Thursday, August 25, 2005

Katrina to come a'knockin

Katrina 4

5:00 PM 8/24/2005: Newly minted Hurricane Katrina will make two landfalls in Florida before heading northeast through the Carolinas and into the coastal Mid-Atlantic. Concern is that the system will regenerate back to tropical storm or even hurricane status due to very warm waters in the Chesapeake Bay and off the Del-Mar-Va. Bottom line for Florida to Maryland will be prolonged heavy rains along a 200-300 mile swath on either side of the storm's track as it heads northeast. The general idea among some Accuweather forecasters is that Katrina follows a path similar to Hurricane Donna in 1960..which dropped a foot of rain in New York City. A recurving into the Atlantic is unlikely due to the influence of a high pressure ridge settling across the Northeast. This high will probably keep the storm over land or just along the coast until it reaches the New England area. Overall, it poses a difficult forecasting challenge for anyone following this storm, professional or otherwise!

Notice the differences in the projected path from Friday to Sunday as compared from the original forecast on Wednesday.


Katrina 5


At 5PM Thursday, the storm was moving west, but had begun turning SW, which will lengthen the time it has over the 88-90 F eastern Gulf waters. Category 3 is not out of the question.

Katrina 3
NHC position and path as of Wednesday morning

Katrina 2

TUE 4:00 PM 8/23/2005: FRESH OUT OF THE GATE IS OUR NEWEST TROPICAL STORM KATRINA, which you can see is projected to reach hurricane status by landfall along the south Florida coast. There is BIG concern this system could rapidly deepen once in the Gulf, and as you can see, it's projected path takes it along the dangerous northwestern track toward New Orleans. 


Similar tracks were in September 1947 (although it lost strength in the Gulf) and Betsy in August-Sept 1965 which did intensify once in the Gulf. There is ALSO the possibility Katrina intensifies, and gets redirected northeast in the Gulf BACK TOWARD FLORIDA, or even toward the area where Dennis struck, before recurving north-northeast and exiting the coast near DelMarVa. Suffice to say that with very warm Gulf / western Atlantic waters and a low shear environment, Katrina has every opportunity to make her mark on Florida and the Gulf Coast.


Previous projected paths will be posted below for comparison to where computers thought this storm would go...will be interesting to see where she finally ends up.


Katrina 1

THE HEAT IS ON...
AND SO IS THE RACE
EACH GRAPHIC IS LINKED TO IT'S CURRENT SOURCE, SO CLICK ON THE IMAGE.


TC Danger Zone 8-22
The National Hurricane Center foresees two regions ripe for tropical development. It will be race to see which gets the naming prize first. Below is the area of concern near the Dominican Republic/Haiti (at the bottom center of the screen). A low level circulation is forming, and convection has been firing up in this area for several days. Some computers project this becomes a tropical storm within 48 hours and takes it toward Florida, then into the Gulf Coast. The heat and humidity plaguing the east for days has been pushed to the Southeast where you can see the tropical thunderstorms exploding all across the area.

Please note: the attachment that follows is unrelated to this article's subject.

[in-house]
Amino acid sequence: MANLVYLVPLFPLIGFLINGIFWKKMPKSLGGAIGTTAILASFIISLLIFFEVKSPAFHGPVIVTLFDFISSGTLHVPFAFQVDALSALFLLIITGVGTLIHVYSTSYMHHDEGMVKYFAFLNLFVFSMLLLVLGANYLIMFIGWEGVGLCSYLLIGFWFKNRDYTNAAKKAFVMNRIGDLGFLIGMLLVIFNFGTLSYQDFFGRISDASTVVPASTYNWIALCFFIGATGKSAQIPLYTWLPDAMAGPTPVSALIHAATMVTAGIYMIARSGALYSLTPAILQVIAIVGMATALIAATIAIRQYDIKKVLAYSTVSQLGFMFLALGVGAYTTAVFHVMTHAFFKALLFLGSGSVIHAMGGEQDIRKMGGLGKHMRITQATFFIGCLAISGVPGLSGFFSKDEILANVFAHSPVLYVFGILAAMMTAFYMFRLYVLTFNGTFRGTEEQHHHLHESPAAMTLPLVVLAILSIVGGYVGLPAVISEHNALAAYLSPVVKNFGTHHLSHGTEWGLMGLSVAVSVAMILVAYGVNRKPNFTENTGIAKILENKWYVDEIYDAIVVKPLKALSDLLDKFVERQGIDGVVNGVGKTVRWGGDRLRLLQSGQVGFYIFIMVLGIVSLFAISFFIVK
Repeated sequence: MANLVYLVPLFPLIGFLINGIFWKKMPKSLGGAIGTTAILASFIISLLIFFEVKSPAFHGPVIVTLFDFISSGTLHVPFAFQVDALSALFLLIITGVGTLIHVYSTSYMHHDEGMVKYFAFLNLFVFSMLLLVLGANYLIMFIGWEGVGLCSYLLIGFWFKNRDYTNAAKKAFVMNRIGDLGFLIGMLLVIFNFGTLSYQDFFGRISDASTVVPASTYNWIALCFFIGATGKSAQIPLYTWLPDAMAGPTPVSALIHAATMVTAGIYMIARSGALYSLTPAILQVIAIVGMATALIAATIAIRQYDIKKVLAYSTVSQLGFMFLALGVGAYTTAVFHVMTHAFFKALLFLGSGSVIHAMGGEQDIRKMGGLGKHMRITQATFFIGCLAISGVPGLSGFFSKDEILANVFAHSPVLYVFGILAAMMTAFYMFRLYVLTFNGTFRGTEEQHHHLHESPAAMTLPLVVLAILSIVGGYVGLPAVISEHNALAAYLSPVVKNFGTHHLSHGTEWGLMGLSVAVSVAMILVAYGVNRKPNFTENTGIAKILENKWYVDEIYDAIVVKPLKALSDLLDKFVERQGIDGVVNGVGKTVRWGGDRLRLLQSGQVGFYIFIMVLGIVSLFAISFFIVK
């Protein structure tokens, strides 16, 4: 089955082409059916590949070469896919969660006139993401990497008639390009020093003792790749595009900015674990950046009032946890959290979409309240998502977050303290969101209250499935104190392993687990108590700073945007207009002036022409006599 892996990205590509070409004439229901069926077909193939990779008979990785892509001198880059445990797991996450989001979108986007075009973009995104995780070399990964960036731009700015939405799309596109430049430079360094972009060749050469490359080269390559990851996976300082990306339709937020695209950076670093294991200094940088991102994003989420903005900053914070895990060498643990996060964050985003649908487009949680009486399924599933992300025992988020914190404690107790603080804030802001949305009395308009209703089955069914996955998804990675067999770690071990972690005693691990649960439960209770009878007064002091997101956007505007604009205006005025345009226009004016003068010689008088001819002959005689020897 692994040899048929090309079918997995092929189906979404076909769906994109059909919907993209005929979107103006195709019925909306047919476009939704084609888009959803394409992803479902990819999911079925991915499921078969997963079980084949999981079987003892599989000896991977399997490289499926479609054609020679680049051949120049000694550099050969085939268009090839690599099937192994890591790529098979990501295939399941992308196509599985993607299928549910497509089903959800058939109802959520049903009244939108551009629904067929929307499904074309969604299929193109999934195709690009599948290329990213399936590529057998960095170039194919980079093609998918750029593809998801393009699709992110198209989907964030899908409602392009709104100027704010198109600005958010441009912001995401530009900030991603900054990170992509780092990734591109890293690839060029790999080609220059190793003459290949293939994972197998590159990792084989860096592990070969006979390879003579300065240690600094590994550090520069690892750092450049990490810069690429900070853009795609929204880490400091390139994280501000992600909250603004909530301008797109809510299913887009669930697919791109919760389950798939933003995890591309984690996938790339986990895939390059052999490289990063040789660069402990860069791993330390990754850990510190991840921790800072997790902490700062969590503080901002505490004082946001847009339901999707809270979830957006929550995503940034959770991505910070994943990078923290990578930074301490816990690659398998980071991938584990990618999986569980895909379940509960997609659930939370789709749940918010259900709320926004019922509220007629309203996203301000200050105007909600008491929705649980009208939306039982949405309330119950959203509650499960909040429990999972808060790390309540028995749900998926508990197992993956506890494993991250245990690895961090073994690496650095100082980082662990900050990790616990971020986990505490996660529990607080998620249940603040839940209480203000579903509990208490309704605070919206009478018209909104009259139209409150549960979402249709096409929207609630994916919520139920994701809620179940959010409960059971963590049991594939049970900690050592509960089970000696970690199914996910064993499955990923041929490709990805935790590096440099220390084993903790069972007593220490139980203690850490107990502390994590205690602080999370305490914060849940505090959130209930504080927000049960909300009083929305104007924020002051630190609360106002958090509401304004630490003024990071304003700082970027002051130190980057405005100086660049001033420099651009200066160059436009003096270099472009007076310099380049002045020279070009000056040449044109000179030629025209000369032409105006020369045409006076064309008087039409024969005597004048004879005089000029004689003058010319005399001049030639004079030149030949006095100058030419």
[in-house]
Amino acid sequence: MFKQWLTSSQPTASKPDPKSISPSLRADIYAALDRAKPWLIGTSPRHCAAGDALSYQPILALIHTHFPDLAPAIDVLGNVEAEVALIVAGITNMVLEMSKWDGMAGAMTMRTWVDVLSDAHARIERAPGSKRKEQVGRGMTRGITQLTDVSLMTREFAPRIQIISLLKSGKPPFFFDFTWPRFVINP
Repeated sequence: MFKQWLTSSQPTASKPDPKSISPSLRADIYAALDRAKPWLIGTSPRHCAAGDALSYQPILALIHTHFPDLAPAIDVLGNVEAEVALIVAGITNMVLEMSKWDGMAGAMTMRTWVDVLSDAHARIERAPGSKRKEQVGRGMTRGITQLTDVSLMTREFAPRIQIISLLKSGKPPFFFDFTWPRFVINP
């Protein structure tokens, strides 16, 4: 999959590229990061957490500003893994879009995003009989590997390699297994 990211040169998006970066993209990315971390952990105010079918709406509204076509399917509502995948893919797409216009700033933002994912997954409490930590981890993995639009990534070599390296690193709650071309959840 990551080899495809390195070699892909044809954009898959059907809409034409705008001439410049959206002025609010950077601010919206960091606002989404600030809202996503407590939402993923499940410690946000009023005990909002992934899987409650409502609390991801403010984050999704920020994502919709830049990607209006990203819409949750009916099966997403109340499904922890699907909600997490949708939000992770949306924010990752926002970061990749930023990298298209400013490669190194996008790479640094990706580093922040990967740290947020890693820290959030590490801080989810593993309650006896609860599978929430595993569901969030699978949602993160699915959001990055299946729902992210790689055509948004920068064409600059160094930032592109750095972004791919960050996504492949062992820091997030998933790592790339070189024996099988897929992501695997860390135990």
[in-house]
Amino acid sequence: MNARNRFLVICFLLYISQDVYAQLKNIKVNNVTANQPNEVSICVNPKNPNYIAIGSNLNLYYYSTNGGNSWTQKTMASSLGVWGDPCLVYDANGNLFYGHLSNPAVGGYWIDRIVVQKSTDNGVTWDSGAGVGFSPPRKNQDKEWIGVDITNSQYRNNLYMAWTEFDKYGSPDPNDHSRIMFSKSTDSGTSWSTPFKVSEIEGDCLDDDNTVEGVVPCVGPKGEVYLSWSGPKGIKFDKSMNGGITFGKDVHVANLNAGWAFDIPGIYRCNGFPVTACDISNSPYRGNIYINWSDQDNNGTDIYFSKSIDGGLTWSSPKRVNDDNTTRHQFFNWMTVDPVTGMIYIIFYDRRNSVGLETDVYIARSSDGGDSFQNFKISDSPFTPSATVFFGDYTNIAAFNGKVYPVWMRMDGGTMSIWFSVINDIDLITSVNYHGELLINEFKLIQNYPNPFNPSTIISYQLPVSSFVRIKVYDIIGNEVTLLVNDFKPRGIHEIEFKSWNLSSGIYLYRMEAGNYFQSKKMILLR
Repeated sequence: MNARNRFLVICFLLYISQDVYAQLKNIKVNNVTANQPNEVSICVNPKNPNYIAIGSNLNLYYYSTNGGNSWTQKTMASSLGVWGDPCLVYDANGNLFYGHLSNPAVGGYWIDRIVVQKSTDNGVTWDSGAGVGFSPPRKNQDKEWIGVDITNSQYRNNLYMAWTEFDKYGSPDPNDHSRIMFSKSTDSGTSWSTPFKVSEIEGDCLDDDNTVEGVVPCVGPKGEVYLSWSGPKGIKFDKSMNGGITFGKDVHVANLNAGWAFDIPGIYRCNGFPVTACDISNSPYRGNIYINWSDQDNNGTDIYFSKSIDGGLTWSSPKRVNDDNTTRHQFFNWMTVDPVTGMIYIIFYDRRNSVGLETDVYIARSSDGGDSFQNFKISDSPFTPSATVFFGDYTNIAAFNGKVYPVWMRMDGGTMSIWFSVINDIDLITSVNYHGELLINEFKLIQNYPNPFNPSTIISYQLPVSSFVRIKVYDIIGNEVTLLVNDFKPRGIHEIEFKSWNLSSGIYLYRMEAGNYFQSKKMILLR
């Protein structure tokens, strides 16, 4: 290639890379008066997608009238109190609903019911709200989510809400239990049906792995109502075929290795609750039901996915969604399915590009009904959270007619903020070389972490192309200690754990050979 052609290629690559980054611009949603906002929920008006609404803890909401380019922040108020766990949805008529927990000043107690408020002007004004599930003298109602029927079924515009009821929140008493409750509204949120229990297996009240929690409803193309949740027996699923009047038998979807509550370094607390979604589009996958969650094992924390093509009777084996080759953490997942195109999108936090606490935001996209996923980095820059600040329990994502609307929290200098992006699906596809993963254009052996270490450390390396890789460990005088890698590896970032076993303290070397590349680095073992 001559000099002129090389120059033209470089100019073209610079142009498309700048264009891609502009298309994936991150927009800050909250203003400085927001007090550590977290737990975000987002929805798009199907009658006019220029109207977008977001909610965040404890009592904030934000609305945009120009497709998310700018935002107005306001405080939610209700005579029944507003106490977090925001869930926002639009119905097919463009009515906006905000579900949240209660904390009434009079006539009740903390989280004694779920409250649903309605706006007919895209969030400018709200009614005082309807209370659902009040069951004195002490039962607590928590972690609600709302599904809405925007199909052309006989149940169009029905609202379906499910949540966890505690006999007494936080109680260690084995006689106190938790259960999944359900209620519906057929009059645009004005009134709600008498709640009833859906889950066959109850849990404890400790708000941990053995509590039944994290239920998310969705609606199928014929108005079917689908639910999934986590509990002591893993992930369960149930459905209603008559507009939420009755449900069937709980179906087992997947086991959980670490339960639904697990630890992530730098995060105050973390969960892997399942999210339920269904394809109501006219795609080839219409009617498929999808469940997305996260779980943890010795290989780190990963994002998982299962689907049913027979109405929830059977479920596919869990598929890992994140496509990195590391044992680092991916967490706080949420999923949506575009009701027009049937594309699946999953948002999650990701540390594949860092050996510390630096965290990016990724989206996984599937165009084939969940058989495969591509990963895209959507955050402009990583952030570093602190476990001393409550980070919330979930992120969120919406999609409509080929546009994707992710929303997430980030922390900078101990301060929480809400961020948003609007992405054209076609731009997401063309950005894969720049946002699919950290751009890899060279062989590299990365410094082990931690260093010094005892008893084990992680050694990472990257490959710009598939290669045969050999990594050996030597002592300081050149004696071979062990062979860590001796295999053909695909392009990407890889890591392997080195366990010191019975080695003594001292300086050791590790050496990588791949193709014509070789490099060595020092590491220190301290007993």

Atlantic 8-22-05


The next region of development may be in the central or eastern Atlantic, and this is the time of year where we would expect to see storms that roll off the African coast begin to light up the map. You can even see a swirl of circulation with the western-most wave, although the second one would seem to show more promise. Many forecasters find that if these kind of more northly waves develops too quickly off the coast, they recurve. A more southerly emerging wave, such as the one which spawned Isabel below 15 degrees north, did not recurve. So the waiting and watching begins to see whch of these will make it past the recurve zone and start the Atlantic march westward.


Atlantic 8-22A

5 comments:

E.H. Boston said...

Will the tropical wave off the Africa coast be classified as a depression any time soon?

Will it be able to develop and move westward towards the eastern U.S., or will it be broken up by shear or dry air and be pulled into the "Hurricane Graveyard?"

On the upcoming Katrina, the NWS has it as a hurricane 5 days out in the Gulf, so look out weary Gulf coast residents. It could be another big one to reckon with.

Will Lee big the big name for the east coast in the coming weeks...

time will tell...

Mr. Foot said...

There is also concern Katrina (or Lee, which ever reaches 40 mph first) could curve up along the FL coast and bisect the Carolinas. Such a path would threaten Eastern areas of SC and NC with hurricane conditions, but would not necessarily put the Chesapeake Bay at risk unless the storm was driven in farther west as it came north. So there are two scenarios... into the Gulf, or a FL scare then up the coast.

If the African wave stays weak and comes slowly west, it has a shot at making it across and under an upper level trough that is responsible for a lot of the recurves from the East Atlantic. Once waves get under and to the west of that trough, they quickly develop as we saw with Irene and Franklin, but not so with TD 10 which got hung up by the trough and had it's energy sapped. By the 31st... we could have 3 or 4 systems on the board.

E.H. Boston said...

Good luck south Florida...

I have to call my friends the Ryders' down there. They live in Miami-Dade county.

I bet it is big news there.

Mr. Foot said...

Computer models starting to show a NE recurve that could produce a second landfall on the FL west coast before zooming up toward Carolinas.

Here's the link:
http://www.wunderground.com/tropical/tracking/at200512_model.html

Terpboy said...

Has anybody tried this site?

http://www.nhc.noaa.gov/refresh/graphics_at2+shtml/205302.shtml?tswindloop?

Pretty cool!